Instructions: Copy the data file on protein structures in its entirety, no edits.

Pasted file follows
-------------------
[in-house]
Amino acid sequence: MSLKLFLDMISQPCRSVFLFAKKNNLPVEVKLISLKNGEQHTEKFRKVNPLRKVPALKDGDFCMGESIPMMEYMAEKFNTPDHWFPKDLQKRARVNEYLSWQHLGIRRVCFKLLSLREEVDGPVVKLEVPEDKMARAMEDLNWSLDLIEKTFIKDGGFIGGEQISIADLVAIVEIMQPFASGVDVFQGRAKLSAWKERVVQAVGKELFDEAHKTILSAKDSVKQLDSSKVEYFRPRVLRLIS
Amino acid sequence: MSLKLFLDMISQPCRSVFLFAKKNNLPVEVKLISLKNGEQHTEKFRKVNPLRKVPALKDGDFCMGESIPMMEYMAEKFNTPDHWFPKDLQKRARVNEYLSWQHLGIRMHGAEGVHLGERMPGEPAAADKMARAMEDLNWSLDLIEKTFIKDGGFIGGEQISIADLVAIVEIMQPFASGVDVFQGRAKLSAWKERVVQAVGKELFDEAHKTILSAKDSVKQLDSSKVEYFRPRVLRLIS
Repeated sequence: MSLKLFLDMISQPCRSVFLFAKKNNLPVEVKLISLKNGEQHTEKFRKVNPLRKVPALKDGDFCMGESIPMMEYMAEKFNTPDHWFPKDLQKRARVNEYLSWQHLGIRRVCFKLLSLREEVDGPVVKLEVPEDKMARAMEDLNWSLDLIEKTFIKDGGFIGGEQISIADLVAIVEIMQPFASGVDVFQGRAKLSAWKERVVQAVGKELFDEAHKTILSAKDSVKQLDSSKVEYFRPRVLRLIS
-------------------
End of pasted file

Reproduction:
[in-house]
Amino acid sequence: MSLKLFLDMISQPCRSVFLFAKKNNLPVEVKLISLKNGEQHTEKFRKVNPLRKVPALKDGDFCMGESIPMMEYMAEKFNTPDHWFPKDLQKRARVNEYLSWQHLGIRRVCFKLLSLREEVDGPVVKLEVPEDKMARAMEDLNWSLDLIEKTFIKDGGFIGGEQISIADLVAIVEIMQPFASGVDVFQGRAKLSAWKERVVQAVGKELFDEAHKTILSAKDSVKQLDSSKVEYFRPRVLRLIS
Amino acid sequence: MSLKLFLDMISQPCRSVFLFAKKNNLPVEVKLISLKNGEQHTEKFRKVNPLRKVPALKDGDFCMGESIPMMEYMAEKFNTPDHWFPKDLQKRARVNEYLSWQHLGIRMHGAEGVHLGERMPGEPAAADKMARAMEDLNWSLDLIEKTFIKDGGFIGGEQISIADLVAIVEIMQPFASGVDVFQGRAKLSAWKERVVQAVGKELFDEAHKTILSAKDSVKQLDSSKVEYFRPRVLRLIS
Repeated sequence: MSLKLFLDMISQPCRSVFLFAKKNNLPVEVKLISLKNGEQHTEKFRKVNPLRKVPALKDGDFCMGESIPMMEYMAEKFNTPDHWFPKDLQKRARVNEYLSWQHLGIRRVCFKLLSLREEVDGPVVKLEVPEDKMARAMEDLNWSLDLIEKTFIKDGGFIGGEQISIADLVAIVEIMQPFASGVDVFQGRAKLSAWKERVVQAVGKELFDEAHKTILSAKDSVKQLDSSKVEYFRPRVLRLIS